Bishop Christory of Chartres will attend the Mass celebrated in his cathedral on Monday by Bishop Gullickson, former U.S. apostolic nuncio to Ukraine and Switzerland.

Bishop Rougé will welcome the pilgrims as he does every year on Saturday in his diocese of Hauts-de-Seine. He is the one who celebrated the mass in preparation for the pilgrimage.

These are very friendly gestures.

How is the pilgrimage chaplaincy organized? Who prepares the meditations?

Our general chaplain is Father de Massia, of the Priestly Fraternity of Saint Peter. He oversees a network of regional chaplains who correspond to the regions of Notre-Dame de Chrétienté. It is a sort of binomial between the temporal and the spiritual: the head of the region and the head chaplain of the region. NDC is an association of lay people, with a chaplaincy. In this way we make a distinction, like the relationship between church and state: neither separation nor fusion. It is an organization that works well. Many priests accompany us.

For the meditations, it is the ex-Ecclesia Dei communities that follow us and accompany us spiritually, under the guidance of Father de Massia. The themes and contributions are distributed more than a year in advance: we have already asked the communities for next year.

Then there is a lot of rewriting to adapt the meditation to the situation of the pilgrimage. The chapter leaders must make the meditations their own, they can read them in a tone adapted to the walk: we are there to work, physically and intellectually. The texts are alternated with times of silence, songs and times of friendship. To prepare the chapter leaders for this mission, we organize recollections at the beginning of the year in order to present the theme and to train them.

The year of the pilgrim even begins in October at Fontgombault, then we have a day of Christian friendship (this year the colloquium on the traditional mass on September 24), and finally the recollections of preparation for the theme.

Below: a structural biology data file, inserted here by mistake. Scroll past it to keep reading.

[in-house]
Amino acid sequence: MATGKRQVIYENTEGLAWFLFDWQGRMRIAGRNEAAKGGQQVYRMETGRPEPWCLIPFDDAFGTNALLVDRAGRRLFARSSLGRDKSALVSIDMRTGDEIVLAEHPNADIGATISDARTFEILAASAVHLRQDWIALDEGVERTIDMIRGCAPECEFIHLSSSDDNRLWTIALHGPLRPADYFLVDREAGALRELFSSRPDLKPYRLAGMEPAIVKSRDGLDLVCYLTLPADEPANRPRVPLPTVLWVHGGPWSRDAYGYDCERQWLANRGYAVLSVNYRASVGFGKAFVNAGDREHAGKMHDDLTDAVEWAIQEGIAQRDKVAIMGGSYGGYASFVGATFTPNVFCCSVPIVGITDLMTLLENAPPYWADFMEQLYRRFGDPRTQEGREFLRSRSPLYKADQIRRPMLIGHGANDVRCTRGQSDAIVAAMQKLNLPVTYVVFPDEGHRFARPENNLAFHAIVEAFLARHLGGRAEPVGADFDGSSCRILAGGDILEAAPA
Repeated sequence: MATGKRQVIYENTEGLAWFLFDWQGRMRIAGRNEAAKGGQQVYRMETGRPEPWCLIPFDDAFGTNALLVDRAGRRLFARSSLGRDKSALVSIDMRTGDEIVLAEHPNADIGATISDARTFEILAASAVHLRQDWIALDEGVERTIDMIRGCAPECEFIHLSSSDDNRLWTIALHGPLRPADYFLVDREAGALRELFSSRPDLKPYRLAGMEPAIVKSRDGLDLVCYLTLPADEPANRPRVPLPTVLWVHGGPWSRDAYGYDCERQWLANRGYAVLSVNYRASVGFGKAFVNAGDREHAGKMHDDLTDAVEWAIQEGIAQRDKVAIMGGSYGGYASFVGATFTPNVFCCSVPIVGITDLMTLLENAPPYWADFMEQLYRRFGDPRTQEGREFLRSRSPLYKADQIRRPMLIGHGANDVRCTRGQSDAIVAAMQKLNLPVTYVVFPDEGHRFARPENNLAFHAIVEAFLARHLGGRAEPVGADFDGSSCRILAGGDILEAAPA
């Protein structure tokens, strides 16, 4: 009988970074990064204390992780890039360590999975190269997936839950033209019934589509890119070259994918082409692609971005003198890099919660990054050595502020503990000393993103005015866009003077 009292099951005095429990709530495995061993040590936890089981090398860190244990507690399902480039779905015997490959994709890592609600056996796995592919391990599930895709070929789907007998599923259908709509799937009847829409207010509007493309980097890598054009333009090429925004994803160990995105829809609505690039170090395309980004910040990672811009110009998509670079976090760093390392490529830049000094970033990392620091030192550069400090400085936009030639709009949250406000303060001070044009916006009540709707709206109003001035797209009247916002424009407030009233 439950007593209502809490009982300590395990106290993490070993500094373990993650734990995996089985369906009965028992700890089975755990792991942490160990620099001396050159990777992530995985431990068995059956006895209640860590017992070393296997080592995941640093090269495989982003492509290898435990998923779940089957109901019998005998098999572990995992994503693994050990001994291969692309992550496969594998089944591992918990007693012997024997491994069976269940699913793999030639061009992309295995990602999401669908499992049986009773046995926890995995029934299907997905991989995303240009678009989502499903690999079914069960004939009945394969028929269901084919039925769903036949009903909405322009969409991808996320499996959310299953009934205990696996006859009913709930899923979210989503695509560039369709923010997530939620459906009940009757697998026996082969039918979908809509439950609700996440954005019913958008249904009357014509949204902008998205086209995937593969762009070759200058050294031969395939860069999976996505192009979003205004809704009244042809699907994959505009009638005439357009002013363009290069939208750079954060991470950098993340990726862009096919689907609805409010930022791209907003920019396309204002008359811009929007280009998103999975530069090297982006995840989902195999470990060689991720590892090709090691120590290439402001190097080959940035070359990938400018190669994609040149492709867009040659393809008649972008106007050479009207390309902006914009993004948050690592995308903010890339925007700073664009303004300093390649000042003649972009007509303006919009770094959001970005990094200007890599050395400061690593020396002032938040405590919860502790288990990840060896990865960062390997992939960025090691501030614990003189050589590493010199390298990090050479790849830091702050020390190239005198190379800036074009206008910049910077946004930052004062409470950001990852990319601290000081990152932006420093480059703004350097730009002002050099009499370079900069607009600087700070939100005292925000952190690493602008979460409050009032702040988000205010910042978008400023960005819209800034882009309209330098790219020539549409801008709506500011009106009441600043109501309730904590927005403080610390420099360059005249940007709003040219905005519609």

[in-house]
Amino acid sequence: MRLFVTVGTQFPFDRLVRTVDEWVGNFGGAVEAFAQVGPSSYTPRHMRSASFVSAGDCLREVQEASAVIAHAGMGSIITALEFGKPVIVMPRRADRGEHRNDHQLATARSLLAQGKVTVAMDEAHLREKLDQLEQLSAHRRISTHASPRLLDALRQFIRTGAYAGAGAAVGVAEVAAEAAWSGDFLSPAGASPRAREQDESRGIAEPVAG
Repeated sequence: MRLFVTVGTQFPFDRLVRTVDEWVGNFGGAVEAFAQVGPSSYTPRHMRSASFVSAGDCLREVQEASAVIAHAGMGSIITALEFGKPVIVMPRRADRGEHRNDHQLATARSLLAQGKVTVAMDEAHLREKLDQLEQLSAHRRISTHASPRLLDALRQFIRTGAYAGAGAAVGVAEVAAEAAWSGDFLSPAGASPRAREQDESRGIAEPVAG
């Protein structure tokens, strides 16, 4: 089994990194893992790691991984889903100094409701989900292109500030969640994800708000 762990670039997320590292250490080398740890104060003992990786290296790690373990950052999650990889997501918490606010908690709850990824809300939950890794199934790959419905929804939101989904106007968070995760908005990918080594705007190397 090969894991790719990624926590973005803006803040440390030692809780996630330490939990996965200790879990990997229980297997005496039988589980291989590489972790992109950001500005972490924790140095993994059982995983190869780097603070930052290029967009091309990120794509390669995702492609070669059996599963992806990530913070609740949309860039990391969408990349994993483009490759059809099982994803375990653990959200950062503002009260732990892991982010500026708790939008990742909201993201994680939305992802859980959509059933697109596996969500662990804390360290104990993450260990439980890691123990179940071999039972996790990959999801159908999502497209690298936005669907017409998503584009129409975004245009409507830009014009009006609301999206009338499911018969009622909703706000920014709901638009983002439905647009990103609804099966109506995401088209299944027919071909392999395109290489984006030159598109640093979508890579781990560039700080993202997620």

It is a whole curriculum that allows the chapter to remain mobilized all year long, like that of Saint-Lazare, Missio, Sainte Madeleine and so many others (there are more than 300 chapters!) This is how we keep the rhythm of the pilgrim's walk all year long.

Some chapters of Our Lady of Christendom are specific... How is everyone called to live the theme of this year?

We have indeed the chapter of Guardian Angels who are united to the pilgrimage. These are people who cannot walk with us, the sick, prisoners, who form a great chain of prayer during the pilgrimage all over the world (we even have a chapter in Mauritius!) They have exactly the same meditations as the walkers.

Another chapter that has a special vocation and that I hold dear is that of the Emmaus pilgrims. They are about thirty people, and their role is to go to the people who see us passing through their towns and villages in order to evangelize, to explain to them what we are doing, to pray with them, to invite them to walk with us... They leave the pilgrimage to form a bubble around the column, and to go to see the people, especially during the mass in Chartres.

These pilgrims of the Emmaus chapter have been trained on the theme of the pilgrimage, but their particular exercise obliges them to address with the people they meet the main questions that the latter ask: the existence of God, the mysteries of the Holy Trinity, of the Incarnation... They have a special chaplain for them, they are well prepared, pampered and encouraged.

I find this chapter very important to talk about the Good God to those who see us walking, and I think that all NDC executives should be able to do a stint at Emmaus and have this difficult experience of going to people. This missionary training is at the heart of NDC's great purpose.

Notre Dame de Chrétienté has produced a video to explain the specificity of the traditional Mass. Is the pilgrimage an opportunity for some to discover it?

We have a team of ambassadors who represent us in the media, who like to talk about their history at the pilgrimage. They are about 20 years old and they explain why they are there. That's the best way to present what we do: these pilgrims talk about it in their own words. It's very interesting, and very representative!

Thanks to them, we have about a third of the pilgrims who come to discover, and who come back the following years. Many of them are recent converts, or returners to the Church. Our 300 chapters represent a very wide variety of profiles.